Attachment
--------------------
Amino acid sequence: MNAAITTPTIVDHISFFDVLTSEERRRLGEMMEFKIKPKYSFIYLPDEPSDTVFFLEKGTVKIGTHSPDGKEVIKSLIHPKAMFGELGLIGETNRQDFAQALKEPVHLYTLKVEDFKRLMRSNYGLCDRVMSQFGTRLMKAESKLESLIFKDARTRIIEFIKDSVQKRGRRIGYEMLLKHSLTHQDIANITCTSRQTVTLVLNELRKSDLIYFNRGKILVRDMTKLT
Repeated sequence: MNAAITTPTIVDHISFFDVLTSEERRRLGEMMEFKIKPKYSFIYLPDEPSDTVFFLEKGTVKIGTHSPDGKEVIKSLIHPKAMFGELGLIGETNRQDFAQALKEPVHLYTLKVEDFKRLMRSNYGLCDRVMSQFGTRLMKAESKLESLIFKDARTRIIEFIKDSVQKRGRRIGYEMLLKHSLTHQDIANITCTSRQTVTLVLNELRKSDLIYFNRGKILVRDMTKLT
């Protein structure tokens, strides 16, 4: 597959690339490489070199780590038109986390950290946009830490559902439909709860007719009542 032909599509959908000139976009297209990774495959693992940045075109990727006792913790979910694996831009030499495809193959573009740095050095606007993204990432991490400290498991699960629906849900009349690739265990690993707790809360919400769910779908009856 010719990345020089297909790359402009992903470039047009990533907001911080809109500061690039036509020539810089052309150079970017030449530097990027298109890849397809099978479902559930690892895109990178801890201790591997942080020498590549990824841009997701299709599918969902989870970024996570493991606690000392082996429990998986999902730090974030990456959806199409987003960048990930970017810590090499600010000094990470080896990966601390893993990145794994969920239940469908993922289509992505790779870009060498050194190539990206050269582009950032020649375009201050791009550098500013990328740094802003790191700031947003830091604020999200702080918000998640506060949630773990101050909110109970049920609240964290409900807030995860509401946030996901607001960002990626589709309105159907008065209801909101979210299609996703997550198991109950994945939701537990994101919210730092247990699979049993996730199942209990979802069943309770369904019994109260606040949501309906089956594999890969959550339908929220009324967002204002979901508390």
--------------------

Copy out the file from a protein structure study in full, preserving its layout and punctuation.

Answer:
Amino acid sequence: MNAAITTPTIVDHISFFDVLTSEERRRLGEMMEFKIKPKYSFIYLPDEPSDTVFFLEKGTVKIGTHSPDGKEVIKSLIHPKAMFGELGLIGETNRQDFAQALKEPVHLYTLKVEDFKRLMRSNYGLCDRVMSQFGTRLMKAESKLESLIFKDARTRIIEFIKDSVQKRGRRIGYEMLLKHSLTHQDIANITCTSRQTVTLVLNELRKSDLIYFNRGKILVRDMTKLT
Repeated sequence: MNAAITTPTIVDHISFFDVLTSEERRRLGEMMEFKIKPKYSFIYLPDEPSDTVFFLEKGTVKIGTHSPDGKEVIKSLIHPKAMFGELGLIGETNRQDFAQALKEPVHLYTLKVEDFKRLMRSNYGLCDRVMSQFGTRLMKAESKLESLIFKDARTRIIEFIKDSVQKRGRRIGYEMLLKHSLTHQDIANITCTSRQTVTLVLNELRKSDLIYFNRGKILVRDMTKLT
């Protein structure tokens, strides 16, 4: 597959690339490489070199780590038109986390950290946009830490559902439909709860007719009542 032909599509959908000139976009297209990774495959693992940045075109990727006792913790979910694996831009030499495809193959573009740095050095606007993204990432991490400290498991699960629906849900009349690739265990690993707790809360919400769910779908009856 010719990345020089297909790359402009992903470039047009990533907001911080809109500061690039036509020539810089052309150079970017030449530097990027298109890849397809099978479902559930690892895109990178801890201790591997942080020498590549990824841009997701299709599918969902989870970024996570493991606690000392082996429990998986999902730090974030990456959806199409987003960048990930970017810590090499600010000094990470080896990966601390893993990145794994969920239940469908993922289509992505790779870009060498050194190539990206050269582009950032020649375009201050791009550098500013990328740094802003790191700031947003830091604020999200702080918000998640506060949630773990101050909110109970049920609240964290409900807030995860509401946030996901607001960002990626589709309105159907008065209801909101979210299609996703997550198991109950994945939701537990994101919210730092247990699979049993996730199942209990979802069943309770369904019994109260606040949501309906089956594999890969959550339908929220009324967002204002979901508390």